IMPORTANCE Little information exists about the anatomical characteristics and clinical relevance of non-infarct-related artery (IRA) disease among patients with ST-segment elevationmyocardial infarction (STEMI). OBJECTIVES To investigate the incidence, extent, and location of obstructive non-IRA disease and compare 30-day mortality according to the presence of non-IRA disease in patients with STEMI. DESIGN, SETTING, AND PARTICIPANTS Retrospective study of patients pooled from a convenience sample of 8 independent, international, randomized STEMI clinical trials published between 1993 and 2007. Follow-up varied from 1 month to 1 year. Among 68 765 patients enrolled in the trials, 28 282 patients with valid angiographic information were included in this analysis. Obstructive coronary artery disease was defined as stenosis of 50% or more of the diameter of a major epicardial artery. To assess the generalizability of trial-based results, external validation was performed using observational data for patients with STEMI from the Korea Acute Myocardial Infarction Registry (KAMIR) (between November 1, 2005, and December 31, 2013; n = 18 217) and the Duke Cardiovascular Databank (between January 1, 2005, and December 31, 2012; n = 1812). MAIN OUTCOMES AND MEASURES Thirty-day mortality following STEMI. RESULTS Overall, 52.8%(14 929 patients) had obstructive non-IRA disease; 29.6%involved 1 vessel and 18.8% involved 2 vessels. There was no substantial difference in the extent and distribution of non-IRA disease according to the IRA territory. Unadjusted and adjusted rates of 30-day mortality were significantly higher in patients with non-IRA disease than in those without non-IRA disease (unadjusted, 4.3%vs 1.7%, respectively; risk difference, 2.7%[95% CI, 2.3%to 3.0%], P <.001; and adjusted, 3.3%vs 1.9%, respectively; risk difference, 1.4% [95%CI, 1.0% to 1.8%], P <.001). The overall prevalence and association of non-IRA disease with 30-day mortality was consistent with findings from the KAMIR registry (adjusted, 3.6% for patients with non-IRA disease vs 2.5%in those without it; risk difference, 1.1%[95%CI, 0.6%to 1.7%]; P <.001), but not with the Duke database (adjusted, 4.7%with non-IRA disease vs 4.3%without it; risk difference, 0.4%[95%CI,-1.4%to 2.2%], P =.65). CONCLUSIONS AND RELEVANCE In a retrospective pooled analysis of 8 clinical trials, obstructive non-IRA disease was common among patients presenting with STEMI, and was associated with a modest statistically significant increase in 30-day mortality. These findings require confirmation in prospectively designed studies, but raise questions about the appropriateness and timing of non-IRA revascularization in patients with STEMI.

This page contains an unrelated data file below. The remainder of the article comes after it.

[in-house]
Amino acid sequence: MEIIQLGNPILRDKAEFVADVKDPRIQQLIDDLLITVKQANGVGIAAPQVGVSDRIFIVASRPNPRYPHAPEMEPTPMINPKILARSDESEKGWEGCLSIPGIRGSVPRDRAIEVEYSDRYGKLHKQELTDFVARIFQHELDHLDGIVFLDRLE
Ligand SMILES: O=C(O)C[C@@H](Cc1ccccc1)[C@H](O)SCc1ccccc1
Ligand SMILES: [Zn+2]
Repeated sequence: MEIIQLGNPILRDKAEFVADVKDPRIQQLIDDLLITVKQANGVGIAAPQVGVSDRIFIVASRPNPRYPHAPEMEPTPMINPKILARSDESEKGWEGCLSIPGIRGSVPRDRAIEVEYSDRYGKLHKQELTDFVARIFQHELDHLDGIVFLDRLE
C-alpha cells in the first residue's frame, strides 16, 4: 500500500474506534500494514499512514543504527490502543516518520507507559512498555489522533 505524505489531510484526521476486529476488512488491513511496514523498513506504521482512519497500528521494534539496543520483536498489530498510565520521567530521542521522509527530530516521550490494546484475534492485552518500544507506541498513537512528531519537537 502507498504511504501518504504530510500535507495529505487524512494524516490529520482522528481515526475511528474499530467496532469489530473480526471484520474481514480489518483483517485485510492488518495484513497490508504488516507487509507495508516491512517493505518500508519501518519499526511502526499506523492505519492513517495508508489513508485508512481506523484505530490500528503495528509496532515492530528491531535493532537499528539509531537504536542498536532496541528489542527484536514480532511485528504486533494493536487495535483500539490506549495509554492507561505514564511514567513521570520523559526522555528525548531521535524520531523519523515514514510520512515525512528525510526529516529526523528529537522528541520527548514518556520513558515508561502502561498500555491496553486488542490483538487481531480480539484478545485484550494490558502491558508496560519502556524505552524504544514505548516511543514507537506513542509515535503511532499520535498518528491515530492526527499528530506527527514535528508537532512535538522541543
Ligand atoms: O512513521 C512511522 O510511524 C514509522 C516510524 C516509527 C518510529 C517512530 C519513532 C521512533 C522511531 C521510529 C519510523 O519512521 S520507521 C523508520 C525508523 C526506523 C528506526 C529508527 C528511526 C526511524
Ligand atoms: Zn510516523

|Original language||English (US)|
|Number of pages||9|
|Journal||JAMA - Journal of the American Medical Association|
|State||Published - Nov 19 2014|
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